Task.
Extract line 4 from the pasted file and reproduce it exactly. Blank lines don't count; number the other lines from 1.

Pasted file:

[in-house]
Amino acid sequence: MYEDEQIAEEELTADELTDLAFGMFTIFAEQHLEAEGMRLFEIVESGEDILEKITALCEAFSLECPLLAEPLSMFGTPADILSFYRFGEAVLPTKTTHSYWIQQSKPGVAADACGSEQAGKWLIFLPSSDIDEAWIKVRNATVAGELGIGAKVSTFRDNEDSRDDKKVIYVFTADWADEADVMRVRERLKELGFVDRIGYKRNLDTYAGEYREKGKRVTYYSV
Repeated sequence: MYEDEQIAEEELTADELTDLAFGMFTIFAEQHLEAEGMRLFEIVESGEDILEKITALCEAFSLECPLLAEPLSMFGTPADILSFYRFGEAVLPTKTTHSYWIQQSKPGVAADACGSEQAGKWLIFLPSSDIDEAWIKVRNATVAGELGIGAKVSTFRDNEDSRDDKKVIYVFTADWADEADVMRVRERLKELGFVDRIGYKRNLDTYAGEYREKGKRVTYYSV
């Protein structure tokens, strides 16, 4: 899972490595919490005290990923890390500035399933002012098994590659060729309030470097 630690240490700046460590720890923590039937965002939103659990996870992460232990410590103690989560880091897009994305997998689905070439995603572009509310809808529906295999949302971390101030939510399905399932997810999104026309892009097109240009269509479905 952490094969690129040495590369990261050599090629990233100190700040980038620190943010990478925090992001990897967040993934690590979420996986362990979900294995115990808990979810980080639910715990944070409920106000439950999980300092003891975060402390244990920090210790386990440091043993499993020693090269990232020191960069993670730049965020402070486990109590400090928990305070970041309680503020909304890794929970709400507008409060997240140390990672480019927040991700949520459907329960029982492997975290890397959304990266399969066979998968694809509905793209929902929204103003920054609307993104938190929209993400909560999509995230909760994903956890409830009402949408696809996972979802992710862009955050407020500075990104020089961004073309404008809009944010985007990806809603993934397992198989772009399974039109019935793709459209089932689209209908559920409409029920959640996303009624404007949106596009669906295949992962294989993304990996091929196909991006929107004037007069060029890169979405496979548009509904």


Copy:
């Protein structure tokens, strides 16, 4: 899972490595919490005290990923890390500035399933002012098994590659060729309030470097 630690240490700046460590720890923590039937965002939103659990996870992460232990410590103690989560880091897009994305997998689905070439995603572009509310809808529906295999949302971390101030939510399905399932997810999104026309892009097109240009269509479905 952490094969690129040495590369990261050599090629990233100190700040980038620190943010990478925090992001990897967040993934690590979420996986362990979900294995115990808990979810980080639910715990944070409920106000439950999980300092003891975060402390244990920090210790386990440091043993499993020693090269990232020191960069993670730049965020402070486990109590400090928990305070970041309680503020909304890794929970709400507008409060997240140390990672480019927040991700949520459907329960029982492997975290890397959304990266399969066979998968694809509905793209929902929204103003920054609307993104938190929209993400909560999509995230909760994903956890409830009402949408696809996972979802992710862009955050407020500075990104020089961004073309404008809009944010985007990806809603993934397992198989772009399974039109019935793709459209089932689209209908559920409409029920959640996303009624404007949106596009669906295949992962294989993304990996091929196909991006929107004037007069060029890169979405496979548009509904």